Nevertheless, Fincrime has surged and now touches the rooftop. Governments and Regulators are trying to regulate the KYC and AML to combat Fincrime. Since 2021, there has been active progress against Money Laundering and Terrorism Funding.
Let’s talk further about how CTR is related to KYC/AML compliance and reporting suspicious transactions in the banking sector.
What is CTR (Currency Transaction Report)?
A Currency Transaction Report (CTR) is a document that financial institutions are required to file with the Financial Crimes Enforcement Network (FinCEN) in the US. It is filed when a customer conducts a transaction involving cash or cash equivalents that exceeds a certain threshold. This report provides information about the transaction, including the customer’s identity and the amount of cash involved. So, it can be used to detect and prevent money laundering and other financial crimes.
CTR as an AML Tool in the US
The U.S. government uses CTRs as a tool to detect money laundering, terrorist financing, and other financial crimes. Basically, it is a form used by banks and FIs for any transaction that is greater than $10,000. Additionally, this form is mandatory in both withdrawal and deposit transactions for customers of banks. Besides, these reports supplement the KYC and AML, and they are forwarded to federal agencies for regulations against Fincrime. Furthermore, it is mandatory for the individuals to comply with the regulations. However, few exceptions can be made to this requirement.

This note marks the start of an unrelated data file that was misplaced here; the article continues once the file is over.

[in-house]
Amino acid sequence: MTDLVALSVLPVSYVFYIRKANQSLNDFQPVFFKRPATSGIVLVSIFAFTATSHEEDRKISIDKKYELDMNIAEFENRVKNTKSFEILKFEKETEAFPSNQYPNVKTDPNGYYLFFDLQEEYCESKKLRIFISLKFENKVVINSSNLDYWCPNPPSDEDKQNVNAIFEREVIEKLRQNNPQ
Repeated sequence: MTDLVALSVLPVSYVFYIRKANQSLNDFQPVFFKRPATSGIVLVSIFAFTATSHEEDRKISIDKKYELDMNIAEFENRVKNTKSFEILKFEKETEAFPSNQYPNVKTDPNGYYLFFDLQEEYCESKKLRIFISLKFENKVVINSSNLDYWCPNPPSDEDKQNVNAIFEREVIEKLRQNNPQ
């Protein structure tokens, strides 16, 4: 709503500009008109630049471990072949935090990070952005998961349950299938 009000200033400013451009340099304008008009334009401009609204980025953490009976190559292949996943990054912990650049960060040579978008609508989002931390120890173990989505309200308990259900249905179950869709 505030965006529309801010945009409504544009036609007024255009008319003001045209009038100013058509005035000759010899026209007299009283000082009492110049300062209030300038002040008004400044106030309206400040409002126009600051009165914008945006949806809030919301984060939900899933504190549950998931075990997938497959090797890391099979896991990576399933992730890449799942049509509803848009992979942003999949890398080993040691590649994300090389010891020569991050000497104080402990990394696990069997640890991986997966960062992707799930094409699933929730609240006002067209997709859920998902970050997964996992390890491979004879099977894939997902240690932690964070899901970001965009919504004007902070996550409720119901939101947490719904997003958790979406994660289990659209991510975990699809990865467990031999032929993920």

Non-Regulated Entities by Currency Transaction Report
Entities that are not required to submit the said report include:
- United States Bank
- Department of Agency of a State
- New York Stock Exchange
Actually, these entities make large transactions that are easy to record and do not pose a threat of structuring. Hence, the regulations of CTR do not apply to them.
What is CTR in Banking?
Initially, the Money Laundering Control Act 1986 was enacted for the purpose of fighting money laundering. When the Currency Transaction Reports were first implemented, the bank teller was the only lead towards suspicious transactions. Similarly, these transactions were reported to the law enforcement agencies without any concrete proofs.
The Money Laundering Control Act 1986
Outrightly, Congress stated that FIs (Financial Institutions) cannot be held responsible for reporting suspicious transactions to law enforcement. Ultimately, the updated version of CTR had a checkbox for suspicious transactions at the top of the Report. In April 1996 the SAR (Suspicious Activity Report) was implemented.
What is the Currency Transaction Report (CTR) Form?
FinCEN Form 104 is available on the official website and banks provide this form to customers who have made a transaction of $ 10,000 or more. Here are the key components of the CTR Form:
|Filer Information||Name, address, and contact details of the financial institution filing the report.|
|Subject Information||Name, Date of birth, Address, and social security number (SNN) or Tax Identification Number (TIN) of the individual conducting the transaction.|
|Transaction Information||This section captures details about the currency transaction itself, including the type of transaction (e.g., deposit, withdrawal, exchange), the date of the transaction, the amount in U.S. dollars, and the account numbers involved.|
|Suspicious Activity||If the transaction is flagged as suspicious, there is a section for providing additional details about the suspicious activity.|
|Filing Institution Information||This section includes information about the financial institution’s representative who is filing the CTR, including their name, title, and contact information.|